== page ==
It's starting to look a lot like Christmas…

in which Christmas comes in the form of snow, Christmas shopping, and yes, more Christmas Markets.

I now report live from Northern Germany, a good 5-6 hours north of where I live. I am here visiting a friend in Lübeck, an old Hanseatic city once home to J.S. Bach in his church organist days. My 15 hour stint back in Bavaria went without any commentary necessary. School was school. Theoretically I was supposed to work on the 23rd, too, but given that it was Christmas-Eve-Eve, that I would only work two hours, and that I had 6 hours to spend on trains to come North, I announced my inability to come to work on the 23rd, and caught a noon train to Lübeck, where I am now.

I left a Nuremberg fully decked out for Christmas. The snow that fell over the weekend left the city looking much more Christmas-y than previously, as demonstrated below.

Farewell, Nuremberg Christkindlesmarkt! It's been a lovely, tourist-crowded month!

Up north, everything is going along swimmingly (except for plans for New Year’s (as in: total lack thereof), but that’s another story). The moment I arrived, I was promptly plopped down at the table with a grechka (a buckwheat porridge, called kasha by American Jews) dinner and three shots of vodka. Ahh, Christmas with the Germans/Russians (ethnically German, emigrated from the Soviet Union in 1990–the very group of people I wrote my thesis on)! Julia, my Russian/German friend, and her parents, Olga and Andreas, are wonderful hosts, and it was wonderful to catch up with them (I have been here once before–almost 18 months ago, under the auspices of doing thesis research). After dinner, we dropped in on Julia’s aunt and uncle, who live around the corner, where tea, chocolate, and… cognac (!) was awaiting us. Also nice to see them again.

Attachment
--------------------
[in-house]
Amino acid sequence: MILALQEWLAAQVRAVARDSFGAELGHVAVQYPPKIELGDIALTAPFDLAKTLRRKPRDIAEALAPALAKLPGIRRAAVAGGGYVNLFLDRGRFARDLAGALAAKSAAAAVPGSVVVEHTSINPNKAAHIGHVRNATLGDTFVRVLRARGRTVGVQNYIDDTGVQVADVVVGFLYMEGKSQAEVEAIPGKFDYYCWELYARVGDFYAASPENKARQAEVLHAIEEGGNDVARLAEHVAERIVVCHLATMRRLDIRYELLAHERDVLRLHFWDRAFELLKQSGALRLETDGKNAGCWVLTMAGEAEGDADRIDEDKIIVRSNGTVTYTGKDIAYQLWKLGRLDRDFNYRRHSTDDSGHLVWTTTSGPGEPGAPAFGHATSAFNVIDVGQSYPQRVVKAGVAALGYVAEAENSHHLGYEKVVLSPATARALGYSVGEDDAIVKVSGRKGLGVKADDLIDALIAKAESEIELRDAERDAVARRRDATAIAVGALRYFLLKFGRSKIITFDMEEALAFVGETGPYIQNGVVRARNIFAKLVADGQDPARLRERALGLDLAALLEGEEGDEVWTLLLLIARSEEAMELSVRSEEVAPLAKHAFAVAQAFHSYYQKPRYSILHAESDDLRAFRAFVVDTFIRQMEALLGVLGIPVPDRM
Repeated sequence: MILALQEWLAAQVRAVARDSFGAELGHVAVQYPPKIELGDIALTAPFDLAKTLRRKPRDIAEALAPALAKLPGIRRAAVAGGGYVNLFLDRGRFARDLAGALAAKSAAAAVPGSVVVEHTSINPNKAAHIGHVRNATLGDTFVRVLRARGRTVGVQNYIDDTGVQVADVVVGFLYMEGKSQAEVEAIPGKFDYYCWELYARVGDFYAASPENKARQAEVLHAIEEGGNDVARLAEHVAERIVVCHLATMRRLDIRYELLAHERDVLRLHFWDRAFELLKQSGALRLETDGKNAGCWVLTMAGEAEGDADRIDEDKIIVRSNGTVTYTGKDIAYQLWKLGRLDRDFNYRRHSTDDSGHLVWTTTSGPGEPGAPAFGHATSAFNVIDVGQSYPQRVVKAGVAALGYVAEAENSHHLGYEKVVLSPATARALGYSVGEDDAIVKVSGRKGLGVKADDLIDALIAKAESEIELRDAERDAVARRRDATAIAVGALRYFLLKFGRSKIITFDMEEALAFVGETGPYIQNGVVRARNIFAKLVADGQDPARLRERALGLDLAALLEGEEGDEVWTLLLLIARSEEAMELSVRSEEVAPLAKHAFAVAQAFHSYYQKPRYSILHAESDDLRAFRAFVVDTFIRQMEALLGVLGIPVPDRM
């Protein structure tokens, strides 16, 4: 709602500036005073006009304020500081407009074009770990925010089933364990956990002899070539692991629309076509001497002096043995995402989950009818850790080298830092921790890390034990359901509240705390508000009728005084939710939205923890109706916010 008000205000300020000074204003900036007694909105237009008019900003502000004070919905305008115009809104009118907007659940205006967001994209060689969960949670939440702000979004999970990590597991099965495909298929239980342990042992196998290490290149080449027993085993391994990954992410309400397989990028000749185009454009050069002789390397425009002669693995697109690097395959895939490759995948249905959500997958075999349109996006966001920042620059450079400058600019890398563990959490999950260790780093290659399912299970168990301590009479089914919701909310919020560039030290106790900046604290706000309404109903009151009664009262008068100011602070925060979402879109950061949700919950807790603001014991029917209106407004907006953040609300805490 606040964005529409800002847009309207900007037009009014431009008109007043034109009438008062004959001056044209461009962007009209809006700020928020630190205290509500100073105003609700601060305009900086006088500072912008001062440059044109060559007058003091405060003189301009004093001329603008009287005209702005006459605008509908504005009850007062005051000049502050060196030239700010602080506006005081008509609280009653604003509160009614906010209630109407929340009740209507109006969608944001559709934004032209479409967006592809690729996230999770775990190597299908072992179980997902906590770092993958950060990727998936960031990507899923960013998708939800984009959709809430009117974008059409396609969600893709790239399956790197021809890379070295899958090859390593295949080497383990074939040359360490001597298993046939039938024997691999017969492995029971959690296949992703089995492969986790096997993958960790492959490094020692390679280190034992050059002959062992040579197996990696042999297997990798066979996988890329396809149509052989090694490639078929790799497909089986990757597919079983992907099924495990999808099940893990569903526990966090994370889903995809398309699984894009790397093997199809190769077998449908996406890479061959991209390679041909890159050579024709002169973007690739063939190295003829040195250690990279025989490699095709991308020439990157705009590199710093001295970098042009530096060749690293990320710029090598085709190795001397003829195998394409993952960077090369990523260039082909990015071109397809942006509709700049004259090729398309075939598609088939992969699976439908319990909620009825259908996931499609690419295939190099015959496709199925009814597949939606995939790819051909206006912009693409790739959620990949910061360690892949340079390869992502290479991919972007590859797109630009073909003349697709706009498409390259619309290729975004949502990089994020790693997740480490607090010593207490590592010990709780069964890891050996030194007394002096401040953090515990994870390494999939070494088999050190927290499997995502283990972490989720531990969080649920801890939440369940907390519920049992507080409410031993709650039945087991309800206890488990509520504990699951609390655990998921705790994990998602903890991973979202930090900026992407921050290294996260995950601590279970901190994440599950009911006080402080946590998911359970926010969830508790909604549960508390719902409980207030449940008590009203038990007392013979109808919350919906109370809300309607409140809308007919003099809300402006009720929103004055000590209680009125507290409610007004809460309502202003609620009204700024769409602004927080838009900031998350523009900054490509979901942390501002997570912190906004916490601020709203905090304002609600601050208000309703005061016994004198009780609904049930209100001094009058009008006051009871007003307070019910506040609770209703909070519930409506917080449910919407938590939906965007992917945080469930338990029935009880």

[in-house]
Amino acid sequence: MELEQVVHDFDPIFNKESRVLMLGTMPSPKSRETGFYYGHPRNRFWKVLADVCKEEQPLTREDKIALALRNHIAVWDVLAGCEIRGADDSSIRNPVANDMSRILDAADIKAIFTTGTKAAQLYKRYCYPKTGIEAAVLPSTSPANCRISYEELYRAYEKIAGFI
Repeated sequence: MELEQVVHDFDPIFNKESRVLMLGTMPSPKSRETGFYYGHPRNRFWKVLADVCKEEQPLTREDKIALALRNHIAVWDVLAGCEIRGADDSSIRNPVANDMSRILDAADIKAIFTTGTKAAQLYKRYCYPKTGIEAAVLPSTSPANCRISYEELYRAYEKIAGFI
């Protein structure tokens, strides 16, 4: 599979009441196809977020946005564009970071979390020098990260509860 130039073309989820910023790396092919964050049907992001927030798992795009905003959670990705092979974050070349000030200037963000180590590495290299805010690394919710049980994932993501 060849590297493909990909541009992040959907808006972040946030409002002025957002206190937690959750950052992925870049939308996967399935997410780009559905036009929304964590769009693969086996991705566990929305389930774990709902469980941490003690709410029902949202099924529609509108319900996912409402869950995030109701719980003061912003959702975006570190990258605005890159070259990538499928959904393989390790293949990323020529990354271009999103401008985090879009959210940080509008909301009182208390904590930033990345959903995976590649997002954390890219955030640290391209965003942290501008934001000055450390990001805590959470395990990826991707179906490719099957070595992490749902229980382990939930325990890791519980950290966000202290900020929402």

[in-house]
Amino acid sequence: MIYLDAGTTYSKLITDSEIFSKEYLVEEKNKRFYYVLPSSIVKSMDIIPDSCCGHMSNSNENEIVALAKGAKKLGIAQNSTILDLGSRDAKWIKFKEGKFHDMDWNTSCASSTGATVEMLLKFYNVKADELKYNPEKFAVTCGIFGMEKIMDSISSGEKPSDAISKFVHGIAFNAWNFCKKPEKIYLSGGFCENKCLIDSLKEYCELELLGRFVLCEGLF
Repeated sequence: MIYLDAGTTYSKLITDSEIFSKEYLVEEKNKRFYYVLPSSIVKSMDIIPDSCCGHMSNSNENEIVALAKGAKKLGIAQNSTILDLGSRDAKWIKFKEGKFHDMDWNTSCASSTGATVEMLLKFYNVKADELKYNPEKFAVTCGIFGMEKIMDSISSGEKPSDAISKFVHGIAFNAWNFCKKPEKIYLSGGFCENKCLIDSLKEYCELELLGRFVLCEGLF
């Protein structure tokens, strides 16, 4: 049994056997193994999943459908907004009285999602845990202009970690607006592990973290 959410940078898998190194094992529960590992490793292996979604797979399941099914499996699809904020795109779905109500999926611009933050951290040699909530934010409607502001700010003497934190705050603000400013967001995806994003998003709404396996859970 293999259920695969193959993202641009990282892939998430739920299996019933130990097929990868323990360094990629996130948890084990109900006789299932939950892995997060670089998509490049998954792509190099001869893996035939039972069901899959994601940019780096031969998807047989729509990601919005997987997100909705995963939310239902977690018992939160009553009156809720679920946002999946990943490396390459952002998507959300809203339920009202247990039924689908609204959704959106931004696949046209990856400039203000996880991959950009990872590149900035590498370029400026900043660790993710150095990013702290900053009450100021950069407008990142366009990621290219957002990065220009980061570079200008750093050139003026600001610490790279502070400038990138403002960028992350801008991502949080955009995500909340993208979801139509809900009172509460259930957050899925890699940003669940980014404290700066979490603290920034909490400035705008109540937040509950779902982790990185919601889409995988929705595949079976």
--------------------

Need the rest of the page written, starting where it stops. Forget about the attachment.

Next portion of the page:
My first day here was devoted to Christmas shopping and my final German Christmas market.We met Julia’s cousin and her cousin’s cousin downtown, where we alternated gift shopping with Glühwein and hot chocolate. I managed some gifts for Julia’s family, and we enjoyed each other’s company. The Lübeck Christmas market was particularly nice, and had a very different feel from those I have seen in Bavaria (and Thüringen).

Julia and her cousin's cousin, Irina.

The Lübeck Weihnachtsmarkt (Christmas market). The last (and probably 14th or 15th) I will see on this stint in Europe.

We then returned home, where we finished up the grechka for dinner. Sans vodka this time.

Then, it was time to schmuck the tree, which Julia’s father had put up while we were out. We hung the lights, strung the garlands, put on the topper, and hung a collection of red, white, and blue ornaments, which left me feeling patriotic (or Russian). We finished up with a bit of мишура and дождь (different forms of tinsel).

Julia and Olga schmuck (decorate) the tree.

Hanging the ornaments.

And then, it was time for shenanigans, which involved posing à la russe. Which mostly involves posting with plants and not smiling, a generally misguided attempt to look sexy (I love Russians!).

Hooray for мишура (transliterated: mishura)!

Then, as Julia worked on her gift packaging, I made delicious chocolate cookies to offer at the family Christmas gathering later today. Delicious.

And now, Christmas is upon us. The tree is up and decorated, the presents wrapped, the baking done. Julia and I went to a church service at the Lübeck Cathedral, and now, all is read for the family gathering/party.

Gottesdienst at the Lübeck Cathedral.

I am sure this will be my first Christmas that involves alcohol other than a bit of red wine at dinner. And I am sure I will be proudly introduced as “nasha amerikanka” (our American) countless times. And it will be wonderful.

The ёлка, Tannenbaum, Christmas tree.

And now, it is time to be off. So, to all my readers, a very merry Christmas!


2 thoughts on “It's starting to look a lot like Christmas…

  1. Nice to share your Christmas with you via blog posts and skype–sounds like you enjoyed your visits. Hope your New Years plans come together….

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